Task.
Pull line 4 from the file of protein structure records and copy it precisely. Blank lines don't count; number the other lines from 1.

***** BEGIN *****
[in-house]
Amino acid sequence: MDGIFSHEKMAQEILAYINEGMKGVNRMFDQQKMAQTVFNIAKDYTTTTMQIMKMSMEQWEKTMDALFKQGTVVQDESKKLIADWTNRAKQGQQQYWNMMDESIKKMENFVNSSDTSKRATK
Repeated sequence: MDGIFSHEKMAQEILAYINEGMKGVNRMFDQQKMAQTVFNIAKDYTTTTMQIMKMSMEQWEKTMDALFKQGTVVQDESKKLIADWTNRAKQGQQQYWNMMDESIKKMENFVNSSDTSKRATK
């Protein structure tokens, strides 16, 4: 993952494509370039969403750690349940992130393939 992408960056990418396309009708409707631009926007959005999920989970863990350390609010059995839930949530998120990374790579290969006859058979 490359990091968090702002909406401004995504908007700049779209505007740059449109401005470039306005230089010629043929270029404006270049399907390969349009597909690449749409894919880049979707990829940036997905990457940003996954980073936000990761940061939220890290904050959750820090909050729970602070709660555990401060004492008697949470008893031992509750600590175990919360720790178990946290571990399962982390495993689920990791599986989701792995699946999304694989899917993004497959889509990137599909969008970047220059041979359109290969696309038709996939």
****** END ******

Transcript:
């Protein structure tokens, strides 16, 4: 993952494509370039969403750690349940992130393939 992408960056990418396309009708409707631009926007959005999920989970863990350390609010059995839930949530998120990374790579290969006859058979 490359990091968090702002909406401004995504908007700049779209505007740059449109401005470039306005230089010629043929270029404006270049399907390969349009597909690449749409894919880049979707990829940036997905990457940003996954980073936000990761940061939220890290904050959750820090909050729970602070709660555990401060004492008697949470008893031992509750600590175990919360720790178990946290571990399962982390495993689920990791599986989701792995699946999304694989899917993004497959889509990137599909969008970047220059041979359109290969696309038709996939």